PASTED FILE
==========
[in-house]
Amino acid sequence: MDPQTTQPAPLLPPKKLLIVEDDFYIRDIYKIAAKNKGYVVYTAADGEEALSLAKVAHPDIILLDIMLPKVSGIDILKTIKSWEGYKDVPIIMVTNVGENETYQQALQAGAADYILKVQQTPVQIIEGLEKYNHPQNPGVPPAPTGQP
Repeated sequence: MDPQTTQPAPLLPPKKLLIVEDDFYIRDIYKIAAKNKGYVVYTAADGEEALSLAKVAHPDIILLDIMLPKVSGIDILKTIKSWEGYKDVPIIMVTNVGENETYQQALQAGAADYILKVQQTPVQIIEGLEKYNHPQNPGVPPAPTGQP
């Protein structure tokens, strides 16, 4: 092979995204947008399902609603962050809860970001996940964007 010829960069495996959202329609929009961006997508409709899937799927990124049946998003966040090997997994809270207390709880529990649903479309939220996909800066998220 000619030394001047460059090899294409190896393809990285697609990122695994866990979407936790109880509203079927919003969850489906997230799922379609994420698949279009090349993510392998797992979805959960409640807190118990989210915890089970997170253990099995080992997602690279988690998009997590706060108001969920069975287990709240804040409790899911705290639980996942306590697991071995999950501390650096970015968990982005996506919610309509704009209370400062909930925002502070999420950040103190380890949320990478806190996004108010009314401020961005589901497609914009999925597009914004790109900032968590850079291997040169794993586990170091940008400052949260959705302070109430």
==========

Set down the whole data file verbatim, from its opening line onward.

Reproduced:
[in-house]
Amino acid sequence: MDPQTTQPAPLLPPKKLLIVEDDFYIRDIYKIAAKNKGYVVYTAADGEEALSLAKVAHPDIILLDIMLPKVSGIDILKTIKSWEGYKDVPIIMVTNVGENETYQQALQAGAADYILKVQQTPVQIIEGLEKYNHPQNPGVPPAPTGQP
Repeated sequence: MDPQTTQPAPLLPPKKLLIVEDDFYIRDIYKIAAKNKGYVVYTAADGEEALSLAKVAHPDIILLDIMLPKVSGIDILKTIKSWEGYKDVPIIMVTNVGENETYQQALQAGAADYILKVQQTPVQIIEGLEKYNHPQNPGVPPAPTGQP
């Protein structure tokens, strides 16, 4: 092979995204947008399902609603962050809860970001996940964007 010829960069495996959202329609929009961006997508409709899937799927990124049946998003966040090997997994809270207390709880529990649903479309939220996909800066998220 000619030394001047460059090899294409190896393809990285697609990122695994866990979407936790109880509203079927919003969850489906997230799922379609994420698949279009090349993510392998797992979805959960409640807190118990989210915890089970997170253990099995080992997602690279988690998009997590706060108001969920069975287990709240804040409790899911705290639980996942306590697991071995999950501390650096970015968990982005996506919610309509704009209370400062909930925002502070999420950040103190380890949320990478806190996004108010009314401020961005589901497609914009999925597009914004790109900032968590850079291997040169794993586990170091940008400052949260959705302070109430």